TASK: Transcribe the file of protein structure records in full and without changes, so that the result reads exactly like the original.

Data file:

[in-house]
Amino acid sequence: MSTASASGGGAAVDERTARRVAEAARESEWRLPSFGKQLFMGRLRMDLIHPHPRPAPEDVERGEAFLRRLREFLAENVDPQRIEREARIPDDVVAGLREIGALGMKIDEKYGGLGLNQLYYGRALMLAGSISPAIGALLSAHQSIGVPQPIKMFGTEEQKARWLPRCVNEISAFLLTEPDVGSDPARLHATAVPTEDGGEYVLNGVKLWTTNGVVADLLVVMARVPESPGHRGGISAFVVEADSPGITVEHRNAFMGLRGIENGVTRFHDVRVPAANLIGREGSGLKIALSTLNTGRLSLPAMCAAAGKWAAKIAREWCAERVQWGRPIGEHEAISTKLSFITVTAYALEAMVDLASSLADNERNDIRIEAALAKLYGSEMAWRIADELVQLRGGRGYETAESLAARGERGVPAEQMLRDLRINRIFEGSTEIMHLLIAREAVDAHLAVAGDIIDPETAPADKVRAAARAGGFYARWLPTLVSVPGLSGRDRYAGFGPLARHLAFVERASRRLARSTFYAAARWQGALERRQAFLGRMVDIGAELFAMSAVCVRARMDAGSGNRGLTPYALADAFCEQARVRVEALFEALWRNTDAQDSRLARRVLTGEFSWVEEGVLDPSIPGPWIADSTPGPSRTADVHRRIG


[in-house]
Amino acid sequence: MSTASASGGGAAVDERTARRVAEAARESEWRLPSFGKQLFMGRLRMDLIHPHPRPAPEDVERGEAFLRRLREFLAENVDPQRIEREARIPDDVVAGLREIGALGMKIDEKYGGLGLNQLYYGRALMLAGSISPAIGALLSAHQSIGVPQPIKMFGTEEQKARWLPRCVNEISAFLLTEPDVGSDPARLHATAVPTEDGGEYVLNGVKLWTTNGVVADLLVVMARVPESPGHRGGISAFVVEADSPGITVEHRNAFMGLRGIENGVTRFHDVRVPAANLIGREGSGLKIALSTLNTGRLSLPAMCAAAGKWAAKIAREWCAERVQWGRPIGEHEAISTKLSFITVTAYALEAMVDLASSLADNERNDIRIEAALAKLYGSEMAWRIADELVQLRGGRGYETAESLAARGERGVPAEQMLRDLRINRIFEGSTEIMHLLIAREAVDAHLAVAGDIIDPETAPADKVRAAARAGGFYARWLPTLVSVPGLSGRDRYAGFGPLARHLAFVERASRRLARSTFYAAARWQGALERRQAFLGRMVDIGAELFAMSAVCVRARMDAGSGNRGLTPYALADAFCEQARVRVEALFEALWRNTDAQDSRLARRVLTGEFSWVEEGVLDPSIPGPWIADSTPGPSRTADVHRRIG